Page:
Timothy Guenther: As to whether the Phillies would be happy with a slightly above average pitcher on a one year, $16.7 million contract, the answer is yes. As to whether they should be confident that Hellickson is that pitcher, there are two points to consider. One: that he has incrementally increased his K-BB% each year he’s been in the league, to the point where he is presently better than the league average in that regard. And two: that he has re-found his ability to induce a high rate of popups, a talent that drove his early career success but was noticeably absent from his 2014-2015 seasons. While the former skill is more reliable, year-to year, than that the latter, both should give the front office a level of confidence that Hellickson will carry his success into next year.
Schickling: Andres Blanco, despite his injury this year, has been a boon to the team on the field and in the clubhouse over the past couple years. I think the Phillies will definitely want to bring him back; however, the cost may be prohibitive, as Good Player + Positional Versatility + Clubhouse Mentour = $$$ (at least for a utility guy). Either way, I’d guess he has the best odds of staying put.
Peter Bourjos strikes out way too much to be a valuable contributor at the plate, but his work in the outfield and on the bases has been very good. He could stick around as a fifth outfielder, but as the Phillies have a couple prospects knocking on the Major League door (recently promoted Roman Quinn, Nick Williams) and several already somewhat established in the majors (Odubel Herrera, Aaron Altherr, Tyler Goedell), he is likely to be gone in the offseason. If the Phillies have the chance to add an impact outfielder, then they should, but they shouldn’t block a prospect for a player of Peter Bourjos’ caliber.
AJ Ellis came to the Phillies in the Carlos Ruiz trade, and he plays a very Chooch-like role on these Phillies. His effect on the young staff, especially the recently shut down Vincent Velaszquez has reportedly been exceedingly positive. That being said, the Phillies already have several young catchers under contract including the surprisingly effective Cameron Rupp and the recently promoted Jorge Alfaro. While neither of them may be All-Star caliber right now, neither is the 35-year-old Ellis. He’s probably gone. David Hernandez is a mediocre relief pitcher. His 4ish ERA and FIP are replaceable, as are his 19 shutdowns to 10 meltdowns. Not that much to say about him. He’s probably gone.
Harris: Three hard no’s and yes: good riddance A.J., Pete and David. Blanco, on the other hand, becomes more valuable to this young organization. No longer is Ryan Howard or Chooch the elder statesman in the clubhouse. Blanco notches every box on the veteran role player application: versatility in the field, production at the plate, and positive veteran presence. We’ve seen that players look up to Blanco, and his role is doubly important because the longest tenured players—and many presumptive offensive cornerstones—that will serve as role models for incoming prospects are almost solely Latin American. Franco, Hernandez, Galvis, Herrera. Blanco’s role with these players has been well covered and should not be understated. That is, unless you think Freddy Galvis’ five short years of experience, or Cesar Hernandez’s four qualify them to lead a rebuilding process.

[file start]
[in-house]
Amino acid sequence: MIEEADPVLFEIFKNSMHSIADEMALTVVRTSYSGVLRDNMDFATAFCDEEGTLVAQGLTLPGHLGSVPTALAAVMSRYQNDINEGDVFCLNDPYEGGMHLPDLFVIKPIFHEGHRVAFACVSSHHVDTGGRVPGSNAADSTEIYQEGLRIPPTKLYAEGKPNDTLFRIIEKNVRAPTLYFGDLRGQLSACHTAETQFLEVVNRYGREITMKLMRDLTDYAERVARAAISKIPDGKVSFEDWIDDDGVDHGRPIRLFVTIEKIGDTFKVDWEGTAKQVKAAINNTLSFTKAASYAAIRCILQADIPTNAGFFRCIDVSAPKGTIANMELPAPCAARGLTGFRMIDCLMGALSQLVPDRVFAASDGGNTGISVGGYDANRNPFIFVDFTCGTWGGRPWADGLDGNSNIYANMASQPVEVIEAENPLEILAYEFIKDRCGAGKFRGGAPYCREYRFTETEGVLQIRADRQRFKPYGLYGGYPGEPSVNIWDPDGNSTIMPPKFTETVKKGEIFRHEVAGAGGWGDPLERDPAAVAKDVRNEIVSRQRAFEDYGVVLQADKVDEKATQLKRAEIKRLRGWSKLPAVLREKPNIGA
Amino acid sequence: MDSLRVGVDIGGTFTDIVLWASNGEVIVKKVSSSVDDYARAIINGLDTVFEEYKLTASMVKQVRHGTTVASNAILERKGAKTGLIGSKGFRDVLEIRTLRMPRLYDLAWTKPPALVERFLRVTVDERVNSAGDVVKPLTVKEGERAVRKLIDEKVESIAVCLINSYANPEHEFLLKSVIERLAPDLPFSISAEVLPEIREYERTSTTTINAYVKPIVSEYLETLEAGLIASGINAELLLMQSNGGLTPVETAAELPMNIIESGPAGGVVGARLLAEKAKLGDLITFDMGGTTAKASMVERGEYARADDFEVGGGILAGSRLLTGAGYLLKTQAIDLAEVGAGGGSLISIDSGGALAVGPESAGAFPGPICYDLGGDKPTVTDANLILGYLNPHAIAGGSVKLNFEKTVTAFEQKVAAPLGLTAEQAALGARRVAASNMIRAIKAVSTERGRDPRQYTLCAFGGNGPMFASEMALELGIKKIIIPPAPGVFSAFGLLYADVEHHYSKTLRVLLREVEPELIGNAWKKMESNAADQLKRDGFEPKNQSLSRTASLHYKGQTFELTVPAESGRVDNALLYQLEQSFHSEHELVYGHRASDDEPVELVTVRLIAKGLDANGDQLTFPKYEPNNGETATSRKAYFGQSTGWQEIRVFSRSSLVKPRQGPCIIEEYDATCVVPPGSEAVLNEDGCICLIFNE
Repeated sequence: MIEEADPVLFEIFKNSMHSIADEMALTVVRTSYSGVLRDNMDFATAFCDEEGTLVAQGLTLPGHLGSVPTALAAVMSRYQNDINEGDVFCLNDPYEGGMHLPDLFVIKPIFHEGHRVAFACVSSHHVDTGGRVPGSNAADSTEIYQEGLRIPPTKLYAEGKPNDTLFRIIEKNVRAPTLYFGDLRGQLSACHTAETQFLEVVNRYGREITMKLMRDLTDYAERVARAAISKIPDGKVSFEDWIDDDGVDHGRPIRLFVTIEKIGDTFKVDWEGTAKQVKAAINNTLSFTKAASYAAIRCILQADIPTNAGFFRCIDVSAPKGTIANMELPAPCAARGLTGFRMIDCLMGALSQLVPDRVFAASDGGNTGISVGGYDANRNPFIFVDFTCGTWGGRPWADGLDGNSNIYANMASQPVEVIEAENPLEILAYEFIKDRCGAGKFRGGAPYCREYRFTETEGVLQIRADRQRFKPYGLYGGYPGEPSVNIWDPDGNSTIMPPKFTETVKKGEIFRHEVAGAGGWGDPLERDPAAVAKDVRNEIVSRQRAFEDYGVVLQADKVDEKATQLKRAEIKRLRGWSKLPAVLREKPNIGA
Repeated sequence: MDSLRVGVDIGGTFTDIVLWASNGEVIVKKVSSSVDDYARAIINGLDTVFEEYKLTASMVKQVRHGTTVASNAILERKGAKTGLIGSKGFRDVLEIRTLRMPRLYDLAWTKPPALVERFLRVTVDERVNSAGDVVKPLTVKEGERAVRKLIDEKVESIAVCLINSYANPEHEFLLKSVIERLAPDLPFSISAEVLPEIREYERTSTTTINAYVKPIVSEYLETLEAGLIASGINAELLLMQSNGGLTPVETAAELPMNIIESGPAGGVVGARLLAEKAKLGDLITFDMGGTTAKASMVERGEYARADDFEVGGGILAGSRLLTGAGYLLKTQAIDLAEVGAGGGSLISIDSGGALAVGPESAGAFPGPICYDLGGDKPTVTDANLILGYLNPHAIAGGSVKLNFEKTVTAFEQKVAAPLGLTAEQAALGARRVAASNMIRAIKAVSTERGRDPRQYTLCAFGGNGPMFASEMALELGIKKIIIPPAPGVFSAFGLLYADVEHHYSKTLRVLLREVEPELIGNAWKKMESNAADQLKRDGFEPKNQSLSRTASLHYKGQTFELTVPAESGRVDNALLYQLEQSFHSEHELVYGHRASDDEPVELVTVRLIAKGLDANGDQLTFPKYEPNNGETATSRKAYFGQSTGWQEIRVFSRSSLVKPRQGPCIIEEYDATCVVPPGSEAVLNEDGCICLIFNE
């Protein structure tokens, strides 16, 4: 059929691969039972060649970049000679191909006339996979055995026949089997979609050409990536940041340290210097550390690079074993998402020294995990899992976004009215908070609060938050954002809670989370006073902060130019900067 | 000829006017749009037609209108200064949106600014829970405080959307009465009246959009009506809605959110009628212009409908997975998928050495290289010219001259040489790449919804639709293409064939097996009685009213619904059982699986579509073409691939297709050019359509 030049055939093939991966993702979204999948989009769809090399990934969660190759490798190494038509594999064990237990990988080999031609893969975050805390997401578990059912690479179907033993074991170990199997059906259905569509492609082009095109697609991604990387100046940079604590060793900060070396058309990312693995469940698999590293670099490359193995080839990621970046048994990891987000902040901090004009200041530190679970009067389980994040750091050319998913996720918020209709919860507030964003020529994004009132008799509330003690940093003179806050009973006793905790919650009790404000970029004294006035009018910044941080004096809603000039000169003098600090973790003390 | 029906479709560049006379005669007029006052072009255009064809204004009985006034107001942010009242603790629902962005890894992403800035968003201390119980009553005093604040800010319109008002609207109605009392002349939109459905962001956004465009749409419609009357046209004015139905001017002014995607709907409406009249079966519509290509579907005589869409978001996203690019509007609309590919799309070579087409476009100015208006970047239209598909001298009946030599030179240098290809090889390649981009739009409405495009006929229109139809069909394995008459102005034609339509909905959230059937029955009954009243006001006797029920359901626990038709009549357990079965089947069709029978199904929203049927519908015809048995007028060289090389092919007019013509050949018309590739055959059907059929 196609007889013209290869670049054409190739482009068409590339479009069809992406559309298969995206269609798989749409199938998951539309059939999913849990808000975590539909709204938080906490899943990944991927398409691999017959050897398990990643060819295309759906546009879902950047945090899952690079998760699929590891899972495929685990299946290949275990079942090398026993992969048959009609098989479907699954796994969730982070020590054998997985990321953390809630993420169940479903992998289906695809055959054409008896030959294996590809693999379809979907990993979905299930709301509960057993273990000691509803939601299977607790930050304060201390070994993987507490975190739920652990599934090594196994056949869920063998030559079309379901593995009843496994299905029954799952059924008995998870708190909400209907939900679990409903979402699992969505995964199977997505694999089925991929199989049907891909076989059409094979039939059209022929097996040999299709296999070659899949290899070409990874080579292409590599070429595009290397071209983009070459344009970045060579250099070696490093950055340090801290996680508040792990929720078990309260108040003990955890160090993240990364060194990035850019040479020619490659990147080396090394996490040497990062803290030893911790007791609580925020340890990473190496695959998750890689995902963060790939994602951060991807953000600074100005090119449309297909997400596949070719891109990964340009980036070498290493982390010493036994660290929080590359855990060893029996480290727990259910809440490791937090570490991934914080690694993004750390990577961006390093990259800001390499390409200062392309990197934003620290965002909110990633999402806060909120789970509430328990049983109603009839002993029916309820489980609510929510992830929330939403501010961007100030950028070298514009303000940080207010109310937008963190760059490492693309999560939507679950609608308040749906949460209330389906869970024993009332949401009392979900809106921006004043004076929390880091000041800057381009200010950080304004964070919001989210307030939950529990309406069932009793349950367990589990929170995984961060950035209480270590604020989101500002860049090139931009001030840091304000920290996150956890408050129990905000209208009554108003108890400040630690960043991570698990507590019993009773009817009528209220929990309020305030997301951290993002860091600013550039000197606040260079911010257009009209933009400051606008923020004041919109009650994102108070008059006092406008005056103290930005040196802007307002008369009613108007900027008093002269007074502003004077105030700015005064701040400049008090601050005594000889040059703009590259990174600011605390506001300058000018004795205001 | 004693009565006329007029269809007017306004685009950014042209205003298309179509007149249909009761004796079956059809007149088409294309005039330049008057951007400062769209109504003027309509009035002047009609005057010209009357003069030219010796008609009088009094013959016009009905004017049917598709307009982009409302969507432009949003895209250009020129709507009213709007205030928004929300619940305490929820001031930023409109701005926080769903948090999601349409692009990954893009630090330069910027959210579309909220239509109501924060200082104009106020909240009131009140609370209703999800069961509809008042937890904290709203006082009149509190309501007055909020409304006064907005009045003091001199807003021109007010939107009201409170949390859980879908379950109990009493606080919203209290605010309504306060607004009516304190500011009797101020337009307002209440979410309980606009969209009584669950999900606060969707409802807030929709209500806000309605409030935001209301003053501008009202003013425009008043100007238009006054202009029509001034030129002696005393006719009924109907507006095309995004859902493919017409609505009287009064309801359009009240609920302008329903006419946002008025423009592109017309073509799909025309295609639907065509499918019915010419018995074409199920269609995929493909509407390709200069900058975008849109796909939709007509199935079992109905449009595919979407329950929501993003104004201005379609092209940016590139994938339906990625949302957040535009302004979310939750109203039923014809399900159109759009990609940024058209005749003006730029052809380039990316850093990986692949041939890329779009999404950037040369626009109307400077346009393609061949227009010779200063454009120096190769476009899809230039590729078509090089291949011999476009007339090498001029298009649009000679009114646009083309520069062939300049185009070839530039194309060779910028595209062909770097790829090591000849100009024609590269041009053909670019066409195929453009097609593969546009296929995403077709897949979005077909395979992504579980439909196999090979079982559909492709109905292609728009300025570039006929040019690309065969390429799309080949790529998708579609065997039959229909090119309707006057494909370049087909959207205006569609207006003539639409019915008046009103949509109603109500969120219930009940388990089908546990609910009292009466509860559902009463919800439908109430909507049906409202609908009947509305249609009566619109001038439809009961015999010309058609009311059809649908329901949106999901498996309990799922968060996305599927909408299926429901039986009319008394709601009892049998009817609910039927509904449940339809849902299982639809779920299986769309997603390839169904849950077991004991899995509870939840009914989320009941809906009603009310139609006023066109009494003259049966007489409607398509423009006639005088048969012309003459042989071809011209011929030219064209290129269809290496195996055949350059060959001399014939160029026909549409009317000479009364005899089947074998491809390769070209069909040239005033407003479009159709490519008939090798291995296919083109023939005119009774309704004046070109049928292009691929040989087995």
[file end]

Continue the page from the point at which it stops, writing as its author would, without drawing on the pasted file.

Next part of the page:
Engler: I can’t see them keeping Bourjos or Hernandez, since both have been, for lack of better term, bad, but I think they have to try to bring back Blanco on a one-year deal. With Galvis’ power right now, maybe there’s a trade market for him this offseason. That could lead the club to see Blanco as the opening day fallback at SS in 2017 if J.P. Crawford isn’t ready or mysteriously seems ready but needs more seasoning until a time that happens, BY SHEER COINCIDENCE, to line up with either of his service-time-related cutoff dates. In that case, they might, not trusting Jesmuel Valentin or Cesar Hernandez to play the role, see Blanco as the primary SS backup for 2018 as well, and offer him a second year. That’s a lot of ifs and maybes, though. Ellis is an option, but I would be ok with them just going with Knapp and Rupp to start and see if Alfaro forces a change with his progress. Or they could try to deal Rupp while his value is high and try to keep Ellis to help mentor Knapp and/or Alfaro. Or, (oh man this is a great idea), bring back Carlos Ruiz to do the same. Ok, that’s what I want them to do, now.
Dembowitz: I don’t think there’s a place for Hernandez, Ellis, or Bourjos next season, just based on playing time and roster considerations. The most likely to come back, to me, is Blanco. There are some questions about the corner infielders plugged in for next year, and Blanco can fill in there as needed, pinch hit, and not to be overlooked, can also be a veteran leader in a suddenly very young clubhouse.
Tomar: Last month, David Hernandez told reports that he thinks it’s ridiculous that Tim Tebow wants to play baseball. That’s my favorite thing that he’s done all season. With a .252/.293/.391 slash, Peter Bourjos once again illustrated in 2016 that his glove is the only reason for his gainful employment. Cameron Rupp’s emergence and Jorge Alfaro’s arrival make A.J. Ellis a spare part. Blanco is a plug-and-play veteran whose usefulness off the bench far outweighs last year’s $1.45 million price tag. He’s worth re-upping at a similar rate.